Praxis — Sound Virus
(M.O.D. Technologies , 2015, CD)
by Jon Davis, Published 2015-10-14
Sacrifist (1993) and Metatron (1994) stand as a pinnacle (or nadir, in some opinions) of the cross-fertilization between brutal heavy rock and the avant-garde. And while other Praxis albums have touched on other things (funk, world music, electronics, and so on), those two held a tight focus on over-the-top noisy experimentation. Sound Virus is billed as “re-stored, edited, enhanced and remastered” versions of tracks from them, which makes it “not a compilation.” Whatever you say, guys – I’m guessing that most people who love the original albums would probably want this, and we wouldn’t want to discourage them. As for myself, it’s been so long since I heard either of them that I’d hesitate to make any comparisons whatsoever. Listening to this music now, it certainly doesn’t sound dated – while many other bands have entered into this general space since Praxis sort of invented it, these guys had their own thing. That’s due in large part to the prodigious and eccentric talents of the musicians involved. Leader Bill Laswell’s bass is mind-boggling in its variety, sounding funky with crazy effects one minute, then crushing the low end with improbable levels of distortion the next. The guitar is handled (and mis-handled) by Buckethead, whose name at the mere mention will conjure up ridiculous flurries of notes (and goofy narratives about chickens, but we needn’t go there). This album finds him occasionally indulging those tendencies (the guitar part anyway), but also delving much further into some really freaky territory, with his effects pedals seemingly taking over and declaring war on such trivialities as keys, notes, and scales. “Puny humans with the pathetic sounds you call music, you have no idea what realms of sound lie beyond!” Brain provides the rhythmic backbone, mostly in the neighborhood of overdriven pummeling on the drums, but with some respite for breathing, if not actual relaxation. John Zorn shows up for some squawking and squealing on the sax from time to time; Mick Harris of Napalm Death and Yamatsuka Eye of the Boredoms provide some manic vocalization. In all of this, it’s impossible to make out how much of the sound was produced by the original musicians and how much is the result of the aforementioned “enhanced” thing. But that’s neither here nor there. For anyone not afraid of music that gets really noisy, this is an essential release, and a master class in both avant-metal and creative production.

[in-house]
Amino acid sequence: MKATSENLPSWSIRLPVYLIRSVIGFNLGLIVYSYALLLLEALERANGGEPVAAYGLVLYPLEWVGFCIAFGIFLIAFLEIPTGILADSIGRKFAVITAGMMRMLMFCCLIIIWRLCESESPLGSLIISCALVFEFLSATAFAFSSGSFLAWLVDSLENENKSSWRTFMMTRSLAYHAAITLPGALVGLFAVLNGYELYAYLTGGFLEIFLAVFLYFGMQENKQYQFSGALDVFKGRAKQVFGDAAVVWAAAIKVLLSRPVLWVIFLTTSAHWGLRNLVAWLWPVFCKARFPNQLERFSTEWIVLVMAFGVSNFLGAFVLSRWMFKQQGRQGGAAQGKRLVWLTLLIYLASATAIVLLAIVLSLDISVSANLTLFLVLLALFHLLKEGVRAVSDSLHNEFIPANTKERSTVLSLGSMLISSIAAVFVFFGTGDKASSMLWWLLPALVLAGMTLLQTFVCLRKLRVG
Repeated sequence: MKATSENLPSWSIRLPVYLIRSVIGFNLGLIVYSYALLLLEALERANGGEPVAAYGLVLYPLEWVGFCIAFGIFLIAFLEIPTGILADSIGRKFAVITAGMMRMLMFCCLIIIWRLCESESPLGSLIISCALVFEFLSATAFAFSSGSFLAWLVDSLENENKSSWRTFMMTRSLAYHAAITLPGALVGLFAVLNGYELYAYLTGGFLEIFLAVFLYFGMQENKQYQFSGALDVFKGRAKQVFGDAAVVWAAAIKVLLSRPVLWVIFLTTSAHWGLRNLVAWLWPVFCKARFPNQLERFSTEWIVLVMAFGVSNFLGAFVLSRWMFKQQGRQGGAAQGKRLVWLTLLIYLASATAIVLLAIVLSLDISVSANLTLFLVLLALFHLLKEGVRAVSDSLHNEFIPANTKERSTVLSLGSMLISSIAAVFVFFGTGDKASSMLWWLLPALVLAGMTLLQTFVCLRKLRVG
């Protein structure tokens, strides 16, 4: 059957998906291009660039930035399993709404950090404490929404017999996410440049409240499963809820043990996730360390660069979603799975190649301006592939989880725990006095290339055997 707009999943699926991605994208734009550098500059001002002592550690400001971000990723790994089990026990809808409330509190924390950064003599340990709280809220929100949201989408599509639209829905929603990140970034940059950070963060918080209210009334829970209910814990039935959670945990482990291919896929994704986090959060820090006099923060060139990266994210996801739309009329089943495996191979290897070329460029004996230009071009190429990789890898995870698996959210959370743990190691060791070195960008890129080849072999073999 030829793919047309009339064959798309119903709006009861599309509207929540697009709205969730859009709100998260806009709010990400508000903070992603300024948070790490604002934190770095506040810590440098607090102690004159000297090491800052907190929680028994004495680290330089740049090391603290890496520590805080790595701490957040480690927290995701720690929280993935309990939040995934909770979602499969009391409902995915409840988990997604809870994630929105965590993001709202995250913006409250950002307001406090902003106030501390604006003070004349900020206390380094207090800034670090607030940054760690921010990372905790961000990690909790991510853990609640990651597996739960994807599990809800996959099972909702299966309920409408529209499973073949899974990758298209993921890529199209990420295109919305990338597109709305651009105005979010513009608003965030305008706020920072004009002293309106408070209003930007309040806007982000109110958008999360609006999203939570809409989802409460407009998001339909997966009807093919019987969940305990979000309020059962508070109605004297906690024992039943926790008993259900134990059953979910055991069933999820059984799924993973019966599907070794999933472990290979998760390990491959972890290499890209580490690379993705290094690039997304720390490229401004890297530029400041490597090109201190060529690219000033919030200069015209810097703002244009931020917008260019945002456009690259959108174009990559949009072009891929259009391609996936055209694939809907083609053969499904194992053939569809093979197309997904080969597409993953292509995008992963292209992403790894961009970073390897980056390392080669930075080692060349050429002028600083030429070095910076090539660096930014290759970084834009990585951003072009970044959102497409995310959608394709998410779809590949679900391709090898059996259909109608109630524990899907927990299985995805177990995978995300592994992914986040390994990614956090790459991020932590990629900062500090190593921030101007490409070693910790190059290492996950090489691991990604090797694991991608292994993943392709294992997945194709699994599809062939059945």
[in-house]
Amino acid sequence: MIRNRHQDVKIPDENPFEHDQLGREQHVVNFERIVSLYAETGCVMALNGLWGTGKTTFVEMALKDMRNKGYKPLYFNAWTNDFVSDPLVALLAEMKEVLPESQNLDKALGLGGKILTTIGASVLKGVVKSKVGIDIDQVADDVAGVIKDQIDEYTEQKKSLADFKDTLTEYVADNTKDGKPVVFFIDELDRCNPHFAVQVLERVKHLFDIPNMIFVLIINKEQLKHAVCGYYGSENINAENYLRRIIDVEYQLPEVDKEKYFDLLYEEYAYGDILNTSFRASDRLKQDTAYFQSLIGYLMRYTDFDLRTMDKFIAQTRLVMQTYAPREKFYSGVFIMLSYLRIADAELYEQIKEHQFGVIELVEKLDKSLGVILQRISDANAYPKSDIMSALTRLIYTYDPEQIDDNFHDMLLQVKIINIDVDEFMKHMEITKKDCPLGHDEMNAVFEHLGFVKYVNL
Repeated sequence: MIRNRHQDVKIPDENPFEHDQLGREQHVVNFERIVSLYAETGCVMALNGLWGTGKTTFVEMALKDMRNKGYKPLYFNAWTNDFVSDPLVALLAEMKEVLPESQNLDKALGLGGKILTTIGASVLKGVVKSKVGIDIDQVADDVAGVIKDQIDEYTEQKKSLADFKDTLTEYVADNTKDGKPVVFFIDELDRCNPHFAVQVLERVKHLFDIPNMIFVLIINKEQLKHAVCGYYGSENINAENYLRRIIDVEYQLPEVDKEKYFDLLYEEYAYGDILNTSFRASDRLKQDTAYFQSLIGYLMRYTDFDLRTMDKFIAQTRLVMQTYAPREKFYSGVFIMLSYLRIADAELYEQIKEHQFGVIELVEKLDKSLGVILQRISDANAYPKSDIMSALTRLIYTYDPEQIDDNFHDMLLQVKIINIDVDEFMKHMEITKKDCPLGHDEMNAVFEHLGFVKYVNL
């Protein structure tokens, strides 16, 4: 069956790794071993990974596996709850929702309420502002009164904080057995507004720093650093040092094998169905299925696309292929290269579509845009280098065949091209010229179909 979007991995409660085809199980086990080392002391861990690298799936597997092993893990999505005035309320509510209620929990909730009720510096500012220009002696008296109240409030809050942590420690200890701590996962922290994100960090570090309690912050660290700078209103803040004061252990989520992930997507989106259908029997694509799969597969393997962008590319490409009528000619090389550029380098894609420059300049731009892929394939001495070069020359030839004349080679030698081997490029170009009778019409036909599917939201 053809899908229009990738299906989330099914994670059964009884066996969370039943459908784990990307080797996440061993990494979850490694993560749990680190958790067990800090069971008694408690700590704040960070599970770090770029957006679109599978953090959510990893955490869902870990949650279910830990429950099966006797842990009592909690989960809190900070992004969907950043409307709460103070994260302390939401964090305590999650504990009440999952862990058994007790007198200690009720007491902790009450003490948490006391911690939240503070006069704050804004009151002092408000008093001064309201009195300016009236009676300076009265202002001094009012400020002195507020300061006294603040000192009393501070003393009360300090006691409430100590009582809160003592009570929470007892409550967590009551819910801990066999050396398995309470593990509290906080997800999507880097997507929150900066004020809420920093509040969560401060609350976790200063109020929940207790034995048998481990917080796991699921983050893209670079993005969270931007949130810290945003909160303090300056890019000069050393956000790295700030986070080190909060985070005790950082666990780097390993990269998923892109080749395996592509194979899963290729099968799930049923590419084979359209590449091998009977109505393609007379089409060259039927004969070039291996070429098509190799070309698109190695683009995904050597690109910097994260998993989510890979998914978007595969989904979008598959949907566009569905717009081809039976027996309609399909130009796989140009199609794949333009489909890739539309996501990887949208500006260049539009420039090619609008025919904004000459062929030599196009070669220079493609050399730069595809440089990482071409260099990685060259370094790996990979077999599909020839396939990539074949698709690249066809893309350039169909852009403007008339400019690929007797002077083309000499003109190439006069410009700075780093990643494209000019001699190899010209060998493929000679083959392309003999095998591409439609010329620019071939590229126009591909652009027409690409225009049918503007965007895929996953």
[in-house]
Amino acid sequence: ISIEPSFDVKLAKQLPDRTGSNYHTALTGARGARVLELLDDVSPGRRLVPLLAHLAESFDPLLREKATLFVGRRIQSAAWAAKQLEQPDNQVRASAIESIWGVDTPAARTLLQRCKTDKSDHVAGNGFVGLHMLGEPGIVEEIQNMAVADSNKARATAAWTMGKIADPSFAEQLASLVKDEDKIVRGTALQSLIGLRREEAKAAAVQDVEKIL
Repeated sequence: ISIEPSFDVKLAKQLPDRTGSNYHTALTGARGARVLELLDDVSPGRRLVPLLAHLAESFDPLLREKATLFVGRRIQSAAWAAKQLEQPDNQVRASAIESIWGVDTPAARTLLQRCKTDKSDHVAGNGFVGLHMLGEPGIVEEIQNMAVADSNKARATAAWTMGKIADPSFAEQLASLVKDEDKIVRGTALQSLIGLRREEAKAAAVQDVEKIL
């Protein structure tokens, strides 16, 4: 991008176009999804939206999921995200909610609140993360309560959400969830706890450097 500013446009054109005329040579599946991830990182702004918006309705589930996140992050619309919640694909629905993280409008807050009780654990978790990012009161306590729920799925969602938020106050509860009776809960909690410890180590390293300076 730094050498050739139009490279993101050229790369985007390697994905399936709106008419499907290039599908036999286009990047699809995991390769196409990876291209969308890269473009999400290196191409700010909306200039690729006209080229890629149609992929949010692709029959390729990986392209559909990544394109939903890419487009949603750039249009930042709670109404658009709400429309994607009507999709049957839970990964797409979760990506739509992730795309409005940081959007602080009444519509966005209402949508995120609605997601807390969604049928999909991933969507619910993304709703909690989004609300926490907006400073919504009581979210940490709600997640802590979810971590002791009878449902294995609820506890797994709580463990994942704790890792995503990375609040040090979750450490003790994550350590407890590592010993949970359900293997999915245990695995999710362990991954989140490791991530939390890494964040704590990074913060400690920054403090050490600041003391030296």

Jon Christensen RIP – Word reaches us today of the passing of Norwegian drummer Jon Christensen, a musician whose sensitive playing did much to help define the atmospheric sound of ECM jazz recordings. His work with Jan Garbarek, Bobo Stenson, Terje Rypdal, and many more was sensitive and varied, adapting to a wide variety of styles while maintaining a distinct identity of its own. Christensen was 76. » Read more
Gong Announces UK Tour for 2020 – Having spent the last few years touring the world, including dates in Japan with psych legend Steve Hillage, multiple headline European tours and festivals, America’s Cruise to the Edge festival, a South America headline tour, and a headline performance at Tomorrow Festival in China, the band have won the hearts of both traditional and modern Gong fanbases. During this live journey, Gong has delved further into the truly psychedelic, exploratory, and mind-expanding side of the music. » Read more
Wolfgang Dauner RIP – Pianist Wolfgang Dauner, one of the pioneers of both European free jazz and jazz rock, has died at the age of 84. With his own groups and with the United Jazz+Rock Ensemble, his playing and compositions were a prominent presence in European jazz from the mid-60s until just recently. » Read more
Michael Allison RIP – Michael Allison, who since 1997 has been recording as Darshan Ambient, passed away on January 9th after a long and brave battle with cancer. He has been at at the forefront of the new ambient/electronic music scene, with over eighteen releases to his credit. » Read more